Tisch Abelow & Paul Harris

June 28 - July 31, 2024

The Paul Harris & Marguerite Kirk Gallery
190 Skyway Blvd. Unit #2 Belgrade, MT 59714
By appointment

Exhibition Checklist ︎︎︎

Press Release ︎︎︎

To keep our internal worlds manageable, we try to separate thoughts and feelings. But like the narrow part of an hourglass, there must be a nodal point where the two meet; this point holds condensed information, more than we can bear. That energy becomes a vast somatic plane where wordlessness abounds. Rather than a slip of the tongue, or oh no, I’ve said too much! it’s the opposite - the tongue stuck on a series of rough sandpapery mini-halts - beautiful, guttural, jabs, and gabs of stuttering and shuddering, where a groan has a grip on us.

It seems that in a past life Paul Harris and Tisch Abelow agreed to stay in the nodal point, in an ever-moment of both amnesia and revelation. Their work seduces us: our logic wants to jump in the middle of the scene and generate stories to understand the situation. Paul Harris’ woman faints, but with the luck of a rigid arm, she presents her ass to the air. Eyeless, she “looks” below the couch, as we gaze her behind. We try to sit on our hands in an attempt to stop fidgeting, but the hands of Harris’ chair get to us first. Tisch Abelow renders the wedding as both a marriage and a death, a reminder that the skull is the backdrop of any grin. With each taut smile in Abelow’s paintings, the figures inflect the fallacy inherent to portraiture. Harris’ erasure of facial features is Abelow’s crosshair, her target. What’s that expression on her face? Abelow turns the whites of the eyes into nails. Harris avoids eyes altogether but supplies limbs to Abelow’s disappearing torsos.

We often refer to pattern as mere ornament, just some extra stuff on top. We overlay prints, textiles, and wallpaper on our shirts, chairs, and walls; repeat that flower motif, one hundred times. Instead, Abelow and Harris make pattern perform as a soft but blatant avoidance, an externalized mask, or an agent of control. I am not sitting, I am sitting on flowers! The patterns move around to form a stage, tableau, diorama - a mise-en-scene, where something must have happened.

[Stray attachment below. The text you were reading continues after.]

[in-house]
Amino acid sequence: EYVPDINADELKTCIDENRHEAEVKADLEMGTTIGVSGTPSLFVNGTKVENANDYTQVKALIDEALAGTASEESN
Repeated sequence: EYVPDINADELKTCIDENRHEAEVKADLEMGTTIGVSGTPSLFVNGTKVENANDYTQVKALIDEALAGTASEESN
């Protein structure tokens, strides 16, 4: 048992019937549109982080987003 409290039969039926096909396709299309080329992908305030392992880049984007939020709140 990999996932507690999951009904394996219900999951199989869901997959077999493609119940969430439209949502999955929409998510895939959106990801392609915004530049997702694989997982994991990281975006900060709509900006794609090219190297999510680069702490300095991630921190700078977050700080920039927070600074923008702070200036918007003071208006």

These artworks visually fuse people, people and environments, and environments to all the history that wears out cushions and dirties the baseboard. Both Abelow and Harris say, the psyche imbues everything, we are the chair, we are plugged into the wall behind us! And when we actually acknowledge this, along with said nodal point, like Harris’ figure, we faint, and a flash of truth - a groan - escapes.

Text by Rose Marcus

Tisch Abelow (b. 1985) is an artist based in New York City, NY. She received her BA from Sarah Lawrence College and her MA from the New York Graduate School of Psychoanalysis. Abelow has exhibited widely at galleries such as Michael Thibault, Jack Hanley, Nina Johnson, and Freddy. Her practice incorporates painting, curation, writing, and video work.

Paul Harris (1925-2018, b. Orlando, FL, d. Bozeman, MT) was an American sculptor and lithographer. Harris studied under Hans Hofmann in 1949 and received an MFA from the University of New Mexico in 1950. His work has been exhibited at MoMA, SF MOMA, LACMA, and various museums and institutions in Europe and South America. He was a Fulbright professor in Chile, a MacDowell Colony resident, a Guggenheim recipient and a visiting artist at the Rinehardt School of Sculpture, Baltimore. He taught at New York University, University of California, Berkeley, and San Francisco Art Institute prior to becoming a faculty member at California College of Art 1968, where he taught until 1992. His home and studio were in Bolinas, California.